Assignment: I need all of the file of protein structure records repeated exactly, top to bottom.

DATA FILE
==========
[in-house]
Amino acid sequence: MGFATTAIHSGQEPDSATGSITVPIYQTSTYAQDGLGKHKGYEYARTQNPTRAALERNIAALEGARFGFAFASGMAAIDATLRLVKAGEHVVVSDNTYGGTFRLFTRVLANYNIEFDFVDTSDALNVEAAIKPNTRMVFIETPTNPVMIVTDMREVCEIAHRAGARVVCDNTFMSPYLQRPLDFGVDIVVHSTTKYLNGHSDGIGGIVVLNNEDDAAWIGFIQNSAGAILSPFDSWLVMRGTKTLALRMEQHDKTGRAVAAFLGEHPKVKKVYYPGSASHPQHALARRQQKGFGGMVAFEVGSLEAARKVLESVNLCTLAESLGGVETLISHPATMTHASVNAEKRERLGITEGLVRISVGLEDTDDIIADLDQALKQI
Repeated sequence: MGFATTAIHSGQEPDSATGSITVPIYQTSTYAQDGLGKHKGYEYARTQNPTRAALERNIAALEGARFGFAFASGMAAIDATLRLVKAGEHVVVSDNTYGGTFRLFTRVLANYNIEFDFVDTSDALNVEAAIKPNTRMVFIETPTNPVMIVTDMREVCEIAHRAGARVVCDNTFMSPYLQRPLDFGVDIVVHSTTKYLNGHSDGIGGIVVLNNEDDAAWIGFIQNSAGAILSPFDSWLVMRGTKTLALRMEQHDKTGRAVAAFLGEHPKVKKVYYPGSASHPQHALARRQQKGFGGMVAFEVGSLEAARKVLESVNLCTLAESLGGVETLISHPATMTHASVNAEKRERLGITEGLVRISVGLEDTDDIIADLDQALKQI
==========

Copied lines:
[in-house]
Amino acid sequence: MGFATTAIHSGQEPDSATGSITVPIYQTSTYAQDGLGKHKGYEYARTQNPTRAALERNIAALEGARFGFAFASGMAAIDATLRLVKAGEHVVVSDNTYGGTFRLFTRVLANYNIEFDFVDTSDALNVEAAIKPNTRMVFIETPTNPVMIVTDMREVCEIAHRAGARVVCDNTFMSPYLQRPLDFGVDIVVHSTTKYLNGHSDGIGGIVVLNNEDDAAWIGFIQNSAGAILSPFDSWLVMRGTKTLALRMEQHDKTGRAVAAFLGEHPKVKKVYYPGSASHPQHALARRQQKGFGGMVAFEVGSLEAARKVLESVNLCTLAESLGGVETLISHPATMTHASVNAEKRERLGITEGLVRISVGLEDTDDIIADLDQALKQI
Repeated sequence: MGFATTAIHSGQEPDSATGSITVPIYQTSTYAQDGLGKHKGYEYARTQNPTRAALERNIAALEGARFGFAFASGMAAIDATLRLVKAGEHVVVSDNTYGGTFRLFTRVLANYNIEFDFVDTSDALNVEAAIKPNTRMVFIETPTNPVMIVTDMREVCEIAHRAGARVVCDNTFMSPYLQRPLDFGVDIVVHSTTKYLNGHSDGIGGIVVLNNEDDAAWIGFIQNSAGAILSPFDSWLVMRGTKTLALRMEQHDKTGRAVAAFLGEHPKVKKVYYPGSASHPQHALARRQQKGFGGMVAFEVGSLEAARKVLESVNLCTLAESLGGVETLISHPATMTHASVNAEKRERLGITEGLVRISVGLEDTDDIIADLDQALKQI